You did nothing. That doesn’t mean you’re innocent.
On a night out, four friends witness a stranger in trouble. They decide to do nothing to help.
Later, a body washes up on the banks of the Thames – and the group realises that ignoring the woman has left blood on their hands.
But why did each of them refuse to step in? Why did none of them want to be noticed that night? Who is really responsible? And is it possible that the victim was not really a stranger at all?
I received a copy of this book from HQ via NetGalley in return for an honest review.
Four old friends witness a terrible crime, individually and finally, collectively, there are numerous opportunities where they can make a difference to the outcome, but they don’t.
The story moves forward to a different group gathering when they inadvertently find out the outcome of that night. Should they have acted differently? Are they guilty? Why did they react in the way they did?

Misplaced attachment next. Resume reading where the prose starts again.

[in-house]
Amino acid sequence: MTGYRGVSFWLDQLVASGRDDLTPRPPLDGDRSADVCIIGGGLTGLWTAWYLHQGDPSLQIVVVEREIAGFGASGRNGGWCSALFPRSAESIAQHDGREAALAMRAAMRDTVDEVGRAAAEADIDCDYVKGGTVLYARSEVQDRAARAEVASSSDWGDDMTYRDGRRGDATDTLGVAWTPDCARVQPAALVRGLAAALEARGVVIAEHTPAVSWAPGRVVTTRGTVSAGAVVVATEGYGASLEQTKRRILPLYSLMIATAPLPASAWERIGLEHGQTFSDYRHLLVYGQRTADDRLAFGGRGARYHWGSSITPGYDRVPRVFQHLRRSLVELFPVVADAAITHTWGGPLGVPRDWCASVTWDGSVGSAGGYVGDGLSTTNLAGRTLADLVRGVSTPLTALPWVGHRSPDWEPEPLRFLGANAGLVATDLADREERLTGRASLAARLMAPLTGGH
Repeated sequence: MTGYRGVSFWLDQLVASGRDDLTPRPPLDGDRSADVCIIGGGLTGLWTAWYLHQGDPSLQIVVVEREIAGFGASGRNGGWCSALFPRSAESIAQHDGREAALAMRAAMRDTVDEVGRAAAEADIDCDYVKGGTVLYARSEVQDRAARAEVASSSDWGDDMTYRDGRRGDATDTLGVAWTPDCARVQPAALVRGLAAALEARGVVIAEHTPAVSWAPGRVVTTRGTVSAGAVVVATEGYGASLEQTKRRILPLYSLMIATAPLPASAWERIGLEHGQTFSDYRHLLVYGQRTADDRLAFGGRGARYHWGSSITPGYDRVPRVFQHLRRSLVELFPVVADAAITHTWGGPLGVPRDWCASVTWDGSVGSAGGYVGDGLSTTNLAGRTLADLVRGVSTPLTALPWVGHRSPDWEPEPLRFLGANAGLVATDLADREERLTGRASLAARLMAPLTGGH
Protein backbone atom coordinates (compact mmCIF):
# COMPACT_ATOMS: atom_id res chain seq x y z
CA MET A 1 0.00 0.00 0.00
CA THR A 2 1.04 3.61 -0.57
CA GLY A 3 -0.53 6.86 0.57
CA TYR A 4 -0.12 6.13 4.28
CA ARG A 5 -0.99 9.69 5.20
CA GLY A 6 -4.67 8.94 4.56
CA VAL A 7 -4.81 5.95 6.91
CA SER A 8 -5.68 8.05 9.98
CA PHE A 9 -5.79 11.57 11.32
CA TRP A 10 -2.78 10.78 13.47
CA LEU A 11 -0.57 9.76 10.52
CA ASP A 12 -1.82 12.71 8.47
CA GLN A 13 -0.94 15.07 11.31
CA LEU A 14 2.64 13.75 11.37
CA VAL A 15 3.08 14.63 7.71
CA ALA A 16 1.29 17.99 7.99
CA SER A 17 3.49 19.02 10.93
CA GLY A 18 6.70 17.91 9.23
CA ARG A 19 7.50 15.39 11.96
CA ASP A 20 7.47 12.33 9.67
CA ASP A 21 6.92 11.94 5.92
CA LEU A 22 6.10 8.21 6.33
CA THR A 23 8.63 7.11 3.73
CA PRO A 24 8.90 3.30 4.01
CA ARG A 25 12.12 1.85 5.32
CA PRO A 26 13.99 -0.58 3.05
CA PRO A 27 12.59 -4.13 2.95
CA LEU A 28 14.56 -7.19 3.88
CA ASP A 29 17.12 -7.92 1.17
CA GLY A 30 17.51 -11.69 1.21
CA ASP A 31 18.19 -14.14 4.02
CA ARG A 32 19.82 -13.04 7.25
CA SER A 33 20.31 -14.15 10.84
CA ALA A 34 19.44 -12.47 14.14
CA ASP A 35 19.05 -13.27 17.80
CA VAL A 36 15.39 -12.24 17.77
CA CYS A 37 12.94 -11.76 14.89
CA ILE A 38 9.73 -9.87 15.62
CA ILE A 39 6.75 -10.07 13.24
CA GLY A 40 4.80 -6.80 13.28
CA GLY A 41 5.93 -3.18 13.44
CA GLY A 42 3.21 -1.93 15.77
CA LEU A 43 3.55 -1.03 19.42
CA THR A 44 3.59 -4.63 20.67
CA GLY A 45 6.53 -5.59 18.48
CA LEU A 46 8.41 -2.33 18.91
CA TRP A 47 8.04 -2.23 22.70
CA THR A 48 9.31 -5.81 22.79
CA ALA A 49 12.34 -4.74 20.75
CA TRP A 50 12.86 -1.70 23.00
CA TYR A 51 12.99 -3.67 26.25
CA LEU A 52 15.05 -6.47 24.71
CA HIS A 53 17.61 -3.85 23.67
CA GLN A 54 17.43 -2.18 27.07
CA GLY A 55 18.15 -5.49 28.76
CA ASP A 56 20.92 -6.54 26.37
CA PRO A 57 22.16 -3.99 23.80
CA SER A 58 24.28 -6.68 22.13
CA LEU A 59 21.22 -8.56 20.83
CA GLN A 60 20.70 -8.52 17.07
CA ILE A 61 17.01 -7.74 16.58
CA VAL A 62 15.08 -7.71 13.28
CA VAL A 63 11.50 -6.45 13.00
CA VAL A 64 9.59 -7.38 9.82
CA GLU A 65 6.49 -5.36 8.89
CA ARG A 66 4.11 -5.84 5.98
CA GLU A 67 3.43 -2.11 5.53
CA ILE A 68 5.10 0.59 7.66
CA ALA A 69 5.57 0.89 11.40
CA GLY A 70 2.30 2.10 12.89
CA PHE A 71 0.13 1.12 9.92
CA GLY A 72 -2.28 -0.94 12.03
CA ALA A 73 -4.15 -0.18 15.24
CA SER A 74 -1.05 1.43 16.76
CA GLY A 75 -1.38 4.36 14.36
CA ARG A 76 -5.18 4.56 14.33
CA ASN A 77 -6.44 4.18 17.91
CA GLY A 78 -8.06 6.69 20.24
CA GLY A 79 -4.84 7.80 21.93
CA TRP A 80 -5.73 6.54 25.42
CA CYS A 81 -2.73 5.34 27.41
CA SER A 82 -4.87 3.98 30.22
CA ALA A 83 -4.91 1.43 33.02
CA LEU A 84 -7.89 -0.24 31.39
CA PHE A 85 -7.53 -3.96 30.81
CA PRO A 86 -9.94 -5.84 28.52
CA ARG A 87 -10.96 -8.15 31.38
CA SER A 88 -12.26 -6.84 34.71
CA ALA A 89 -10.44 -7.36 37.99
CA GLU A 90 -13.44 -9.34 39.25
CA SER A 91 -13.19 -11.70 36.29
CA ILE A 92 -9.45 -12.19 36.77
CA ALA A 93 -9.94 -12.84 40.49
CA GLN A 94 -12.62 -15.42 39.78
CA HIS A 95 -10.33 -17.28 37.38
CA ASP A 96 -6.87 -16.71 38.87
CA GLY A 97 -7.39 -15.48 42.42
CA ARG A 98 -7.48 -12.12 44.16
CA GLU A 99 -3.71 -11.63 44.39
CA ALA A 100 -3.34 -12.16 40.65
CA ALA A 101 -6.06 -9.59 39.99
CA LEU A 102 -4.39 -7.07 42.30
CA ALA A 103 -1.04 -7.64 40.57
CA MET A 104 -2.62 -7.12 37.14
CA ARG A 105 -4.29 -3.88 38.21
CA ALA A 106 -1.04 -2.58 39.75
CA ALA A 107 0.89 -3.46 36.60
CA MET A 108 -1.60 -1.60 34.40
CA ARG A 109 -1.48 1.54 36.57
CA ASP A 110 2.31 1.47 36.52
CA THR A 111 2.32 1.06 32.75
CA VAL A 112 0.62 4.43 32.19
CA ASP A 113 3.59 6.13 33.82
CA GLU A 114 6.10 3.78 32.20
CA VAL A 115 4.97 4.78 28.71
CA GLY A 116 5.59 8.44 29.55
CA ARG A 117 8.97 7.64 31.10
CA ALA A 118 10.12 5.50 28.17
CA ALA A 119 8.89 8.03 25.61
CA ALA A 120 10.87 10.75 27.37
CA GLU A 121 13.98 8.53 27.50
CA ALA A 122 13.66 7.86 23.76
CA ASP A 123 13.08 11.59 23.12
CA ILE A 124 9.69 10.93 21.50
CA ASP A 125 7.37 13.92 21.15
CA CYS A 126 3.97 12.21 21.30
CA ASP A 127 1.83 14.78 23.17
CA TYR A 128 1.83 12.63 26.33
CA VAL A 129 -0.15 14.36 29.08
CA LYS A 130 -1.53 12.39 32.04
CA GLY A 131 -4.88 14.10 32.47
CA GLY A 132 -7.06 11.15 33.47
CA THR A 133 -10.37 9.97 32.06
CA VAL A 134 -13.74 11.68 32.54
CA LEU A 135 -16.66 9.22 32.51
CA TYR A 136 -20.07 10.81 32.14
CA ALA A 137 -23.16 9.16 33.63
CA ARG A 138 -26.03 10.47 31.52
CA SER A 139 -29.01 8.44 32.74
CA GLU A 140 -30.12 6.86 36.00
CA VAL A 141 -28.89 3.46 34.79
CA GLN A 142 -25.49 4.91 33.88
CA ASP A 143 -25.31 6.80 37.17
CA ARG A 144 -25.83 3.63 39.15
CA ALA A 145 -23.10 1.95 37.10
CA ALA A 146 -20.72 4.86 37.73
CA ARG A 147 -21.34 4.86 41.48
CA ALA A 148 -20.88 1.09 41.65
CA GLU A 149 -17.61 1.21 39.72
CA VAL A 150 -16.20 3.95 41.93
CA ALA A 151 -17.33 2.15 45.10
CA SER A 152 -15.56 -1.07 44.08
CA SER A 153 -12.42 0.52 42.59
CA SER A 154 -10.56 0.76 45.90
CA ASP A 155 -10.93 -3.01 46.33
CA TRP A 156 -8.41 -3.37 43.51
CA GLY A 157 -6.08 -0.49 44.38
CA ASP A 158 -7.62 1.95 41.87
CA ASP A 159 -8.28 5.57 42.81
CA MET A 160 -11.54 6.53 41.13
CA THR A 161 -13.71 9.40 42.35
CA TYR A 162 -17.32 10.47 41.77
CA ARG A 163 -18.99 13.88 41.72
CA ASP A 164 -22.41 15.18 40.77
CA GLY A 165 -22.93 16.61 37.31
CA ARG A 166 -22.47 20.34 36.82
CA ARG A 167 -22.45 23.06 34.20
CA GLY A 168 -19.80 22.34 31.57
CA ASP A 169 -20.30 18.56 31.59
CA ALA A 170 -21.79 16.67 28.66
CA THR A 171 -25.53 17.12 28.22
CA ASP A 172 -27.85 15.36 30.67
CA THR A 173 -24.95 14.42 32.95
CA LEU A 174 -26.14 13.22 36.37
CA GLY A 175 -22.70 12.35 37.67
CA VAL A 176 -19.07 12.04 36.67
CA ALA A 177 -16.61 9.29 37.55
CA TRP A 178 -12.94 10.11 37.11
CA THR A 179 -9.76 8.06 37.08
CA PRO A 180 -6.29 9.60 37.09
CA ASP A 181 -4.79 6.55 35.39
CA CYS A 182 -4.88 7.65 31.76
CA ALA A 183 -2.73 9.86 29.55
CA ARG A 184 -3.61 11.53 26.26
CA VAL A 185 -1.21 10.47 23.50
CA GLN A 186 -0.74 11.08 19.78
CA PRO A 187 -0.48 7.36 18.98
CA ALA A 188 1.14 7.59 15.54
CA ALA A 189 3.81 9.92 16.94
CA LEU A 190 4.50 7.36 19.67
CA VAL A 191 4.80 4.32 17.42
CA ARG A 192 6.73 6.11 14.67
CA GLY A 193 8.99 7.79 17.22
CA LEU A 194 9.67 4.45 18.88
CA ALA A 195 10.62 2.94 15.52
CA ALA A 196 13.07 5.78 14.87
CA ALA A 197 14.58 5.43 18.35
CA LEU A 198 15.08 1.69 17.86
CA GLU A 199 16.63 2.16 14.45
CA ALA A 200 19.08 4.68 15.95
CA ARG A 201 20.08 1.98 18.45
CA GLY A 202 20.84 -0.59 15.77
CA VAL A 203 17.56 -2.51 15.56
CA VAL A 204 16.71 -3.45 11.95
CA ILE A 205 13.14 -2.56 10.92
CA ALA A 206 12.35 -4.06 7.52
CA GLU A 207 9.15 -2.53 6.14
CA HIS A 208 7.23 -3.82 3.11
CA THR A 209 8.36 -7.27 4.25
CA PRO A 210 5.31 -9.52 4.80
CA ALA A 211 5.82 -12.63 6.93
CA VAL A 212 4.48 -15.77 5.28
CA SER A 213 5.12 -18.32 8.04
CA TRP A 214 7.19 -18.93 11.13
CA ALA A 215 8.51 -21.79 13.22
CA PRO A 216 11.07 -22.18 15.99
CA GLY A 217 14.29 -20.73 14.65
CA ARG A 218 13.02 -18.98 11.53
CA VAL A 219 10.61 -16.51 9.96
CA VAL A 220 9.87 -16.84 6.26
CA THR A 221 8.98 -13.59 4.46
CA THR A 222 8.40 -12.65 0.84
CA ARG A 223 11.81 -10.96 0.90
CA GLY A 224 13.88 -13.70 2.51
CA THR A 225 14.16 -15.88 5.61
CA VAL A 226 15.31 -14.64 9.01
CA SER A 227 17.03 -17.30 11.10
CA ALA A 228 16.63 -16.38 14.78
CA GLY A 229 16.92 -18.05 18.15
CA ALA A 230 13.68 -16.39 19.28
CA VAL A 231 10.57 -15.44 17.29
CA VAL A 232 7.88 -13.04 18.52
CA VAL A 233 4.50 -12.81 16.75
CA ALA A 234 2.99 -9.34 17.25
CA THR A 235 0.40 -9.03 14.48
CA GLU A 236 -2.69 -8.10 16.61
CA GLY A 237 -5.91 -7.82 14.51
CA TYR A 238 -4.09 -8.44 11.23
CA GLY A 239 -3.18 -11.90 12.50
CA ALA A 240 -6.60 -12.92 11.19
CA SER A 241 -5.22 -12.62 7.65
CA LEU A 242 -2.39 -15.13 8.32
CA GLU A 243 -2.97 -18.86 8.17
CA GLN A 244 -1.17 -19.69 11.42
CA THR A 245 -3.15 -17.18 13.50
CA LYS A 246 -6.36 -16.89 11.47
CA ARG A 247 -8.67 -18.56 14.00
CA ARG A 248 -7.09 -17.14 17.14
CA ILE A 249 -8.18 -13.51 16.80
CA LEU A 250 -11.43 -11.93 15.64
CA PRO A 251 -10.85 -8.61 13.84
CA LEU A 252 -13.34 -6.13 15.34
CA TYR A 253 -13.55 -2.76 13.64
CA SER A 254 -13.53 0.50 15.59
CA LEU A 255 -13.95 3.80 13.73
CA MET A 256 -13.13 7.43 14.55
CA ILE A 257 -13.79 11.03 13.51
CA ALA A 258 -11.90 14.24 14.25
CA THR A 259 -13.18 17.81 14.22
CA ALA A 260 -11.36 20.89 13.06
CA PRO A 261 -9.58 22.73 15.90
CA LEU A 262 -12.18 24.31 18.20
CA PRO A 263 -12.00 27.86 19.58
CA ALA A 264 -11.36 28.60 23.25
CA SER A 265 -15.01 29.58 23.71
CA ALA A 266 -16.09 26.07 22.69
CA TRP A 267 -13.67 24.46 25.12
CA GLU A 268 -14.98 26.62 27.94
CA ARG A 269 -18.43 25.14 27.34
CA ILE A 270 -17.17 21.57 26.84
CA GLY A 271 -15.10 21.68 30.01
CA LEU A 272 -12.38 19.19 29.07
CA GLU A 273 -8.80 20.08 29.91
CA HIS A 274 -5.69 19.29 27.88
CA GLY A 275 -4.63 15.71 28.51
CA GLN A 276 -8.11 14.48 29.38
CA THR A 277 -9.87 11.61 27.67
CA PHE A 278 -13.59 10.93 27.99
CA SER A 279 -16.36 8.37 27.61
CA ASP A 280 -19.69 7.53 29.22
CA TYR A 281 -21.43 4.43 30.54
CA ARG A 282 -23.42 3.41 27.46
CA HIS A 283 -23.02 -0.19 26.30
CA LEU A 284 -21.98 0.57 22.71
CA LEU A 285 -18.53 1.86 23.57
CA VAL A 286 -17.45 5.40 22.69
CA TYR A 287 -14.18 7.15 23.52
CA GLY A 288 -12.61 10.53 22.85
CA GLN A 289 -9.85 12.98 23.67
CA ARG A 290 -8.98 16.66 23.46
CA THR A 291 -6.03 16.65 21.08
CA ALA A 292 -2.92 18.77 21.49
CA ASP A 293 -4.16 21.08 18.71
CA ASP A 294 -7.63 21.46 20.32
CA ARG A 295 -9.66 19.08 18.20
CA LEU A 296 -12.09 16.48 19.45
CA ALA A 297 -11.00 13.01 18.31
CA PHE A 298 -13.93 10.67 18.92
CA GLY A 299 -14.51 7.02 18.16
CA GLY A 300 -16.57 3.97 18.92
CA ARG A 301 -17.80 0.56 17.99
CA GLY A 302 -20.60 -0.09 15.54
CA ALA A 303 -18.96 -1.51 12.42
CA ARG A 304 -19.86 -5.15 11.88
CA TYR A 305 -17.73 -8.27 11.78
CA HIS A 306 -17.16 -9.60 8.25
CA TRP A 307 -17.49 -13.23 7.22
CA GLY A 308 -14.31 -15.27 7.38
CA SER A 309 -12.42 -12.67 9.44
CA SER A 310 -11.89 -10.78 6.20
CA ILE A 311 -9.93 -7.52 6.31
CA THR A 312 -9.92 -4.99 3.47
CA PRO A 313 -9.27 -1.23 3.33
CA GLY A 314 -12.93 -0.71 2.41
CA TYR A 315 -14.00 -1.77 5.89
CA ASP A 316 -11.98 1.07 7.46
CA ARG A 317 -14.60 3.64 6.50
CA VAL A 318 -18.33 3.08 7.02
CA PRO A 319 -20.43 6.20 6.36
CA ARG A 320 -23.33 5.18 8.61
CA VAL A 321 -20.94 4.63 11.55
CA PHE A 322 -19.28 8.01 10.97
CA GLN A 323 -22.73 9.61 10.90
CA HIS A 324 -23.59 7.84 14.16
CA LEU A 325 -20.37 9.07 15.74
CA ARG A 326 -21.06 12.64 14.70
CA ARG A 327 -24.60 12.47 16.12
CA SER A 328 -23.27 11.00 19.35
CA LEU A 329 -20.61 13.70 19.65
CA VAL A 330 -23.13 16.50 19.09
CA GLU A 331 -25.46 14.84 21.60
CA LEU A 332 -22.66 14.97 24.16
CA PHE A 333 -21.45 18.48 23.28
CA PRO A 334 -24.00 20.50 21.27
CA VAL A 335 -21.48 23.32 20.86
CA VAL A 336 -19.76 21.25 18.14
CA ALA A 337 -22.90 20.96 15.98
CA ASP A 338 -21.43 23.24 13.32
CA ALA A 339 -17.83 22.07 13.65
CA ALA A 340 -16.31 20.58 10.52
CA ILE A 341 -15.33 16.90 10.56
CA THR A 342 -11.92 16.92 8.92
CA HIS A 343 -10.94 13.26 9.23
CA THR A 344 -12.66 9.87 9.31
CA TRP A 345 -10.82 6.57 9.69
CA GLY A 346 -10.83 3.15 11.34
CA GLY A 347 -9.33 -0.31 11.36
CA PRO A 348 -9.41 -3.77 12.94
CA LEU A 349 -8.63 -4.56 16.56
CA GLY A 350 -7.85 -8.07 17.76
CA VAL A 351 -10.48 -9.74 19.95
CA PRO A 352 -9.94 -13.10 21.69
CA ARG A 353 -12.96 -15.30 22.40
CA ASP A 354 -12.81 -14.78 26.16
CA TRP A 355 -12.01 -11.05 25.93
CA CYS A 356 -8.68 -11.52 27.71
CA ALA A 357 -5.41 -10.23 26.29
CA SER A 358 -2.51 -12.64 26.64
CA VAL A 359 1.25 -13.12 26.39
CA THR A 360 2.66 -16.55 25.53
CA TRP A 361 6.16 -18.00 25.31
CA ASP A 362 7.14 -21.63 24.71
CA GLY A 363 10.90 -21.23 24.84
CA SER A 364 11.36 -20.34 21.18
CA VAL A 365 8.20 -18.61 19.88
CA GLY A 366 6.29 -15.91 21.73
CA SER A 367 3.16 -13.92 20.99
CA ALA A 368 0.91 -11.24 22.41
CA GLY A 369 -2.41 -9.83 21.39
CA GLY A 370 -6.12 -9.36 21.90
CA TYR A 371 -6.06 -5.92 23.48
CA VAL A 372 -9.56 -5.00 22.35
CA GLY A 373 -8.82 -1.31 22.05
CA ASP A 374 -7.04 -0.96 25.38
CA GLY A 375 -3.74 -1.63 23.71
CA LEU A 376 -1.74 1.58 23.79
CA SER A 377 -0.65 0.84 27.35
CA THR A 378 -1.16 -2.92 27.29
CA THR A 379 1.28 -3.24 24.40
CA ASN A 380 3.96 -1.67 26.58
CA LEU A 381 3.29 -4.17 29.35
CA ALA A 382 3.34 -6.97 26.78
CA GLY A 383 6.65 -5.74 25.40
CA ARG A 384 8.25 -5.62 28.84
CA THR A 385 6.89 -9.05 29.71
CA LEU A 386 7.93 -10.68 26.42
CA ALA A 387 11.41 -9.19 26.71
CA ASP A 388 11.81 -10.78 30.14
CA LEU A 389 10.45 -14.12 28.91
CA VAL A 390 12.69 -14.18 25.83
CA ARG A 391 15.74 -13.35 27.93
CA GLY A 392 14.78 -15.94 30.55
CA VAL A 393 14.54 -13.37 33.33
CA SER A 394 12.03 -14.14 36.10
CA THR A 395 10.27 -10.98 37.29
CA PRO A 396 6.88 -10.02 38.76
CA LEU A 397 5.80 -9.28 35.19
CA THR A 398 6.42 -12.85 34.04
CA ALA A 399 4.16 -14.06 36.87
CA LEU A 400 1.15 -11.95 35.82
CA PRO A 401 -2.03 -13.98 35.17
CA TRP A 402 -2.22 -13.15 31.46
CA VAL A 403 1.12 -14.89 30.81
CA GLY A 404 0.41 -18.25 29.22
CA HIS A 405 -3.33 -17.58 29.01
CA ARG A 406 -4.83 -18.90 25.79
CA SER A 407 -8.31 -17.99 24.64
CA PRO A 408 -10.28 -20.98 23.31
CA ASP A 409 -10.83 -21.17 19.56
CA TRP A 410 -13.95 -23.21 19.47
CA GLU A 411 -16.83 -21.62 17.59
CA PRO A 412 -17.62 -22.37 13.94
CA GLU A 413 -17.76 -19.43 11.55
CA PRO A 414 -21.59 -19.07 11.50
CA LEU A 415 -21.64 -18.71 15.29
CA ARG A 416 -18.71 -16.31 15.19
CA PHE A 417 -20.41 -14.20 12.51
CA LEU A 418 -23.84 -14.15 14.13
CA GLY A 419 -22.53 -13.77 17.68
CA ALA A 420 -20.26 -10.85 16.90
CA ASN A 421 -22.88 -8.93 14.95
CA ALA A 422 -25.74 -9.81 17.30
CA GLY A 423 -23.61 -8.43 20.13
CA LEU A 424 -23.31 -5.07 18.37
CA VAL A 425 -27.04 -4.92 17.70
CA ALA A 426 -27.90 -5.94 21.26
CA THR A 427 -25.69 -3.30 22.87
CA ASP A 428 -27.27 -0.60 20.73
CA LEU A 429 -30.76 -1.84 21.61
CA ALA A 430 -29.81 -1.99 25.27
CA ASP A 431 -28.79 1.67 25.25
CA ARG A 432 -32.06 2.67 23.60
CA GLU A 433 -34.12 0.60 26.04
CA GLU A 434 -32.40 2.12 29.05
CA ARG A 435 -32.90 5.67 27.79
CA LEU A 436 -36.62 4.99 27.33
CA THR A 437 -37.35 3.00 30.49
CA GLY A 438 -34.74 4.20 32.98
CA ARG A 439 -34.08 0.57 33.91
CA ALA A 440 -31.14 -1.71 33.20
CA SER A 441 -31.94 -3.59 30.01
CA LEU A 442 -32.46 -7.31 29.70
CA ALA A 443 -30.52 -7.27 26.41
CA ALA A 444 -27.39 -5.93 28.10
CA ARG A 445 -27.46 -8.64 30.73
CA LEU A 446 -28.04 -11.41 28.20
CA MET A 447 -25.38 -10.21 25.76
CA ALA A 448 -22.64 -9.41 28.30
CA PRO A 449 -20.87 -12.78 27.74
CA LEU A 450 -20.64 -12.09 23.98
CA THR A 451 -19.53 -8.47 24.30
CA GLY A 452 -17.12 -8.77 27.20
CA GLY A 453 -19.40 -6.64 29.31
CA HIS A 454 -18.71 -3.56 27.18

Switching between timelines and different points of view the dilemma is revealed and painstakingly unravelled This complex story is suspenseful, intense and dark. Delving into the dark secrets people keep hidden from the world, their friends, and the way we lie, even to ourselves.
There are many plot twists and the ending maintains the story’s dark ethos. Don’t expect to like the characters, they have few redeeming features. Maybe they are a reflection of a contemporary society that focuses on self and the individual whilst promoting a blame culture? It makes you think, and the question posed is what would you do?